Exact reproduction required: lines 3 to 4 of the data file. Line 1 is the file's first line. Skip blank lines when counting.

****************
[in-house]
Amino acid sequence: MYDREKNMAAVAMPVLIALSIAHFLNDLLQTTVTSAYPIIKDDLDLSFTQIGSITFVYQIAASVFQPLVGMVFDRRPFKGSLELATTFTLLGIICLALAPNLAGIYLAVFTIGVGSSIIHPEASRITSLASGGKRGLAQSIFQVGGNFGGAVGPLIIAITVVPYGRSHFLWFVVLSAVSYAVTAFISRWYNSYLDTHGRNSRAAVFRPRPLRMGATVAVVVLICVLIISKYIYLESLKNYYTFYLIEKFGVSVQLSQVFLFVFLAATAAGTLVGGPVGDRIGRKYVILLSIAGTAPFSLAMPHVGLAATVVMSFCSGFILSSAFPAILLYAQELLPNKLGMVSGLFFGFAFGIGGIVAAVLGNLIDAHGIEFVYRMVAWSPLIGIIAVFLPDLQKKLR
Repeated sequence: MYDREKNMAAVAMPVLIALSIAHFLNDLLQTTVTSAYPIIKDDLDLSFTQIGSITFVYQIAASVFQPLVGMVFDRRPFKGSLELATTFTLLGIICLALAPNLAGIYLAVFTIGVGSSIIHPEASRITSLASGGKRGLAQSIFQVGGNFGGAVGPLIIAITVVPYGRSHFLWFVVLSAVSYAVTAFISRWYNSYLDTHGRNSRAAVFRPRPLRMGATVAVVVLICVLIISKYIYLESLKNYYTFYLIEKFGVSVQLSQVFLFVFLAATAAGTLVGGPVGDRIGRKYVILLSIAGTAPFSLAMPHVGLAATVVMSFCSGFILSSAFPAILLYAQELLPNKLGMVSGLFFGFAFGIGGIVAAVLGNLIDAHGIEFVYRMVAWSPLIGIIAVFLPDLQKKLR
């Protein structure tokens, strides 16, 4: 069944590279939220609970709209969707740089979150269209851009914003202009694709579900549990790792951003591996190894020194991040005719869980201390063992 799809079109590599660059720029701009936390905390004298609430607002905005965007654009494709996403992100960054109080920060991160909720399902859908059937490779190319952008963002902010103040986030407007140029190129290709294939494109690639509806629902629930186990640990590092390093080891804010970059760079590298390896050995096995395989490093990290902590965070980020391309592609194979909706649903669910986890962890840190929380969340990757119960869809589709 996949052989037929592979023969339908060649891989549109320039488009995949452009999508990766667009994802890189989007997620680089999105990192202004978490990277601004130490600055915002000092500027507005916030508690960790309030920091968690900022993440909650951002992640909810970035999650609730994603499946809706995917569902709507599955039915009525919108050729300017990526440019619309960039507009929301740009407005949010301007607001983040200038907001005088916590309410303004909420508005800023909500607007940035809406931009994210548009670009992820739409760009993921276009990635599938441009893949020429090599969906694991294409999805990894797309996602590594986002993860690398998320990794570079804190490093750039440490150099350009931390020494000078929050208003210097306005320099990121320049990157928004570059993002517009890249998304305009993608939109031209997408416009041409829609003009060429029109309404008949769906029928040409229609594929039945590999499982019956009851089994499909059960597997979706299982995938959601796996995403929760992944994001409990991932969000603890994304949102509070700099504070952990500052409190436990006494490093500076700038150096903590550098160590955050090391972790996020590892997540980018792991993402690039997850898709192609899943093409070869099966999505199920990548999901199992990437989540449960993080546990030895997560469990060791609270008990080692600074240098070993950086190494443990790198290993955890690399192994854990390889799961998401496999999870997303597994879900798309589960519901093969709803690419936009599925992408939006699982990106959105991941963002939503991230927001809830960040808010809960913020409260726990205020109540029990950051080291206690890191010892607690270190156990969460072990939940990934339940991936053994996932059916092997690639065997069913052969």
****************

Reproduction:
Repeated sequence: MYDREKNMAAVAMPVLIALSIAHFLNDLLQTTVTSAYPIIKDDLDLSFTQIGSITFVYQIAASVFQPLVGMVFDRRPFKGSLELATTFTLLGIICLALAPNLAGIYLAVFTIGVGSSIIHPEASRITSLASGGKRGLAQSIFQVGGNFGGAVGPLIIAITVVPYGRSHFLWFVVLSAVSYAVTAFISRWYNSYLDTHGRNSRAAVFRPRPLRMGATVAVVVLICVLIISKYIYLESLKNYYTFYLIEKFGVSVQLSQVFLFVFLAATAAGTLVGGPVGDRIGRKYVILLSIAGTAPFSLAMPHVGLAATVVMSFCSGFILSSAFPAILLYAQELLPNKLGMVSGLFFGFAFGIGGIVAAVLGNLIDAHGIEFVYRMVAWSPLIGIIAVFLPDLQKKLR
């Protein structure tokens, strides 16, 4: 069944590279939220609970709209969707740089979150269209851009914003202009694709579900549990790792951003591996190894020194991040005719869980201390063992 799809079109590599660059720029701009936390905390004298609430607002905005965007654009494709996403992100960054109080920060991160909720399902859908059937490779190319952008963002902010103040986030407007140029190129290709294939494109690639509806629902629930186990640990590092390093080891804010970059760079590298390896050995096995395989490093990290902590965070980020391309592609194979909706649903669910986890962890840190929380969340990757119960869809589709 996949052989037929592979023969339908060649891989549109320039488009995949452009999508990766667009994802890189989007997620680089999105990192202004978490990277601004130490600055915002000092500027507005916030508690960790309030920091968690900022993440909650951002992640909810970035999650609730994603499946809706995917569902709507599955039915009525919108050729300017990526440019619309960039507009929301740009407005949010301007607001983040200038907001005088916590309410303004909420508005800023909500607007940035809406931009994210548009670009992820739409760009993921276009990635599938441009893949020429090599969906694991294409999805990894797309996602590594986002993860690398998320990794570079804190490093750039440490150099350009931390020494000078929050208003210097306005320099990121320049990157928004570059993002517009890249998304305009993608939109031209997408416009041409829609003009060429029109309404008949769906029928040409229609594929039945590999499982019956009851089994499909059960597997979706299982995938959601796996995403929760992944994001409990991932969000603890994304949102509070700099504070952990500052409190436990006494490093500076700038150096903590550098160590955050090391972790996020590892997540980018792991993402690039997850898709192609899943093409070869099966999505199920990548999901199992990437989540449960993080546990030895997560469990060791609270008990080692600074240098070993950086190494443990790198290993955890690399192994854990390889799961998401496999999870997303597994879900798309589960519901093969709803690419936009599925992408939006699982990106959105991941963002939503991230927001809830960040808010809960913020409260726990205020109540029990950051080291206690890191010892607690270190156990969460072990939940990934339940991936053994996932059916092997690639065997069913052969």